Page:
If you live in a place that’s prone to tornadoes, you must take extra precautions to make sure you and your family are safe. This includes keeping a whistle handy at all times whenever you take shelter during a tornado. If you get trapped under debris, blow the whistle for help. The first responders can easily locate you. Blowing a whistle doesn’t take a lot of energy and may save your life. Other ways to take precautions include having a safe room, always keeping extra food and water stored in your home, and always having your camping gear ready (DIY Thrill).
Always Have Baking Soda And A Fire Extinguisher Handy
Baking soda is the secret ingredient to putting out fires. Never use water to put out a fire on your stove. If there’s grease, this could backfire and strengthen the flames. As an extra backup, always have a fire extinguisher in your house, whether it’s your kitchen or garage. Make sure you and your family know exactly where the fire extinguisher is and how to use it. A fire extinguisher isn’t of any use if no one knows how to use it properly (USFA).
Not washing your sheets invites tons of health hazards that could potentially harm you and your family. Bedsheets harvest tons of life-threatening fungi, viruses, and bacteria that could make you or your loved ones sick if you don’t stay on top of it. We spend a third of our life in bed, and most of us go at least 25 days without washing our sheets. Pillowcases that remain unwashed for a week harbor more than 17,000 times more bacteria than toilet seats. If you or your loved one was recently sick, take extra precautions and make sure you wash the sheets more often (WebMD).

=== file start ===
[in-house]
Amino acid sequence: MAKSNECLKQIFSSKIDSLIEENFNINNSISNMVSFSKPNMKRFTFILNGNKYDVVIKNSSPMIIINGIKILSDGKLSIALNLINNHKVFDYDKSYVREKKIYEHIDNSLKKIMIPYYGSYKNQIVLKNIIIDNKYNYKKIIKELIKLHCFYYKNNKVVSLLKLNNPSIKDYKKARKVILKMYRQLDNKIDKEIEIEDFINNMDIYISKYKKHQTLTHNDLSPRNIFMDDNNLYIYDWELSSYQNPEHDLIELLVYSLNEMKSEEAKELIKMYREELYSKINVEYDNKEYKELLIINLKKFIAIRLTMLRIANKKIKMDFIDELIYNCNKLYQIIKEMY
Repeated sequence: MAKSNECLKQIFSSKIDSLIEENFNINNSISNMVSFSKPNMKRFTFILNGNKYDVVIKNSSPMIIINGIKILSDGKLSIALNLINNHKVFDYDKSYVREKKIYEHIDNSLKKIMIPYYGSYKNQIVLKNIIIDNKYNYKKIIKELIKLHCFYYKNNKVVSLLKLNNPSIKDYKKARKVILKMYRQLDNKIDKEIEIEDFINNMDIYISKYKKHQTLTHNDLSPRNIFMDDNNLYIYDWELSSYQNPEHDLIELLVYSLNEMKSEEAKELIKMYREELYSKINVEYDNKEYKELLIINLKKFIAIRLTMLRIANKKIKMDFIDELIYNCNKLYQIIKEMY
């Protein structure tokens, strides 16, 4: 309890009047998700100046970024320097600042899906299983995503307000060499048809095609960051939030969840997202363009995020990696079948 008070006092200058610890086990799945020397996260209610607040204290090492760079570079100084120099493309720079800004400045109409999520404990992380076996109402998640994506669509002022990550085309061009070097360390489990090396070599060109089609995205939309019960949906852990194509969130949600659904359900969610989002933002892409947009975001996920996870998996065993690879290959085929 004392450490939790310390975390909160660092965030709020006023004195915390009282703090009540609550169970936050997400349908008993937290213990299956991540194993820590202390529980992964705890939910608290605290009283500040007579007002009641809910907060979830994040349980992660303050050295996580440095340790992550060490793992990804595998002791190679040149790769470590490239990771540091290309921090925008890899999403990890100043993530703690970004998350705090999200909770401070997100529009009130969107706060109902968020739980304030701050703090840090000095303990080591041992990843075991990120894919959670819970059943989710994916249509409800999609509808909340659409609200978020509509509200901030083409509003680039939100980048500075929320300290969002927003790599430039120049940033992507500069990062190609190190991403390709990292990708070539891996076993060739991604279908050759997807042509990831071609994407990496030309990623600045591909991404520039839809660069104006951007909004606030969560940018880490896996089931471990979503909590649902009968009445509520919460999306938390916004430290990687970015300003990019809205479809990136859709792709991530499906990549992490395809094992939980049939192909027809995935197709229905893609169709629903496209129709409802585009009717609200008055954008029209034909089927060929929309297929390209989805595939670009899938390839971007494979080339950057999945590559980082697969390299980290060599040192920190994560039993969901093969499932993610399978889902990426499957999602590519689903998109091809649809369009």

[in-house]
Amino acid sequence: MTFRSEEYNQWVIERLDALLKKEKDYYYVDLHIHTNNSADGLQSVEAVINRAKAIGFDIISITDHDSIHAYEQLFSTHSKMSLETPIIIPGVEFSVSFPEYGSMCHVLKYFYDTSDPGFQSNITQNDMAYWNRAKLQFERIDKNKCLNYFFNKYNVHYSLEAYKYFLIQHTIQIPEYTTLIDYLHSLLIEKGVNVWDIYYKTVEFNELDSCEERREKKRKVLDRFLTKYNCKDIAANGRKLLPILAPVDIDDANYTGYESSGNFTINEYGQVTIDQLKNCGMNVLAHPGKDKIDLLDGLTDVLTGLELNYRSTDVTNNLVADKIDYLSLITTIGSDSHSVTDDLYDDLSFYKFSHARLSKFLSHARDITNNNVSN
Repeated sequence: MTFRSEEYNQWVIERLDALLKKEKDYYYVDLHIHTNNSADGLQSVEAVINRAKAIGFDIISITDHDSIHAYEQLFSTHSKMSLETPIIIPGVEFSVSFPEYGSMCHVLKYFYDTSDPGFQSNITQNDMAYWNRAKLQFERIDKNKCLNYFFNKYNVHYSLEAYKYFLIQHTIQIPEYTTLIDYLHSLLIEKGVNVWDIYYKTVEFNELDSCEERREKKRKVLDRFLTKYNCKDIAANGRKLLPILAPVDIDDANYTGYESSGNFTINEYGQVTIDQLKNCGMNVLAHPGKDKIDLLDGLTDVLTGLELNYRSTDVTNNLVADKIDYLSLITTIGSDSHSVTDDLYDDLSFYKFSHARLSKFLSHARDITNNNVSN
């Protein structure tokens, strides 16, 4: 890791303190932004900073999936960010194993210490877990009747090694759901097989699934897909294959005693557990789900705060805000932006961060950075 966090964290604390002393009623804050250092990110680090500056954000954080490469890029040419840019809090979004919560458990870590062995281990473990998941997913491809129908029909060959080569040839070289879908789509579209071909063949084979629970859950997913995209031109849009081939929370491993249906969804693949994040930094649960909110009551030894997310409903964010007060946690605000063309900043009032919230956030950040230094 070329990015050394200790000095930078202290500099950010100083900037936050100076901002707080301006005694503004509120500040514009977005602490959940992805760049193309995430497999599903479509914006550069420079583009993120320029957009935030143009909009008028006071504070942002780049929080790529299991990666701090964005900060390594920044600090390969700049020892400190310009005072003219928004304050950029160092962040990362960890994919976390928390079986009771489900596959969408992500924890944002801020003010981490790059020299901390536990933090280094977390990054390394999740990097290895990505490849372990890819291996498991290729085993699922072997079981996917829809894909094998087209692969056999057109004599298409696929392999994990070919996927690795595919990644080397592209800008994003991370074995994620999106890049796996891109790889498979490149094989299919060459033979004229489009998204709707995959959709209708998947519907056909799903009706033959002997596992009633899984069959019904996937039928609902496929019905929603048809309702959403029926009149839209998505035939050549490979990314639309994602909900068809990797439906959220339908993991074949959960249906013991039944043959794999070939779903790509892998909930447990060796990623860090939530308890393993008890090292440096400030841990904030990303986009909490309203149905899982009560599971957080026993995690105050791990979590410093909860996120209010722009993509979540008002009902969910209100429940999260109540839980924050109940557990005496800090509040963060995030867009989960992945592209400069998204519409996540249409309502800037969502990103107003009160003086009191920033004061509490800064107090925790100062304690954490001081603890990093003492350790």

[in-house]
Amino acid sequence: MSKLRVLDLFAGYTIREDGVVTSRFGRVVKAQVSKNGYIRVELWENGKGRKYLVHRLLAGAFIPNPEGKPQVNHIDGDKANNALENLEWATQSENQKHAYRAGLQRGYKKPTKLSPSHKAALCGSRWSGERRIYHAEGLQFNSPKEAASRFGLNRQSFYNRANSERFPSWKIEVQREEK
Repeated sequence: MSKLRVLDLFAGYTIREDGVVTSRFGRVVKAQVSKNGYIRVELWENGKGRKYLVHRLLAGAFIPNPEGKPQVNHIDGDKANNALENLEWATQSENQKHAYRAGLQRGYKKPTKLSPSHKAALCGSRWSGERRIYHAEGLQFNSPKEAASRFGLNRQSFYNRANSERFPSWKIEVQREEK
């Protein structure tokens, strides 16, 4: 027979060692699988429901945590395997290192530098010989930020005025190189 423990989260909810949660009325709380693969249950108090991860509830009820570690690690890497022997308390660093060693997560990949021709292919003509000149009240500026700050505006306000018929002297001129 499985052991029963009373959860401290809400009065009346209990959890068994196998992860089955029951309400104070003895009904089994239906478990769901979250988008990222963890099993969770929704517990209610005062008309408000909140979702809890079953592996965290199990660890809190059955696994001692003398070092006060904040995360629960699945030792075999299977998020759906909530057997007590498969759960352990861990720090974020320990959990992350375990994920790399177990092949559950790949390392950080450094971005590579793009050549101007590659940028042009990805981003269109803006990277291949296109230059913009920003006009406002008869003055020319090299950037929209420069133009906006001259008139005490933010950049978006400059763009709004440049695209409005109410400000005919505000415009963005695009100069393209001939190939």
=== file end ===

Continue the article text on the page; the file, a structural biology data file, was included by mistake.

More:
This home hack might seem obvious, but cutting back on alcohol just might save your life. We all know a drink or two every day is beneficial for your health, but more than that may be detrimental. Alcohol is one of the leading causes of accidents at home. Drinking alcohol can impair a person’s judgment, coordination, and reaction time, which can increase the risk of accidents at home. When a person is under the influence of alcohol, their ability to perceive and react to potential hazards around them is diminished, and they may be more likely to engage in risky behaviors. From drowning to fires, eliminating alcohol from the equation makes a home safer (Eat This).
Black mold is detrimental to health. If you’re living in a home with black mold growth, you could experience respiratory problems, skin rashes, congestion, and shortness of breath. These symptoms increase over time, especially if you’re unaware you’re living with the mold. To prevent this, stay on top of the humidity levels in your home. Make sure it’s no higher than 50% all day long. You can keep track of this using a meter you buy at the store (CDC).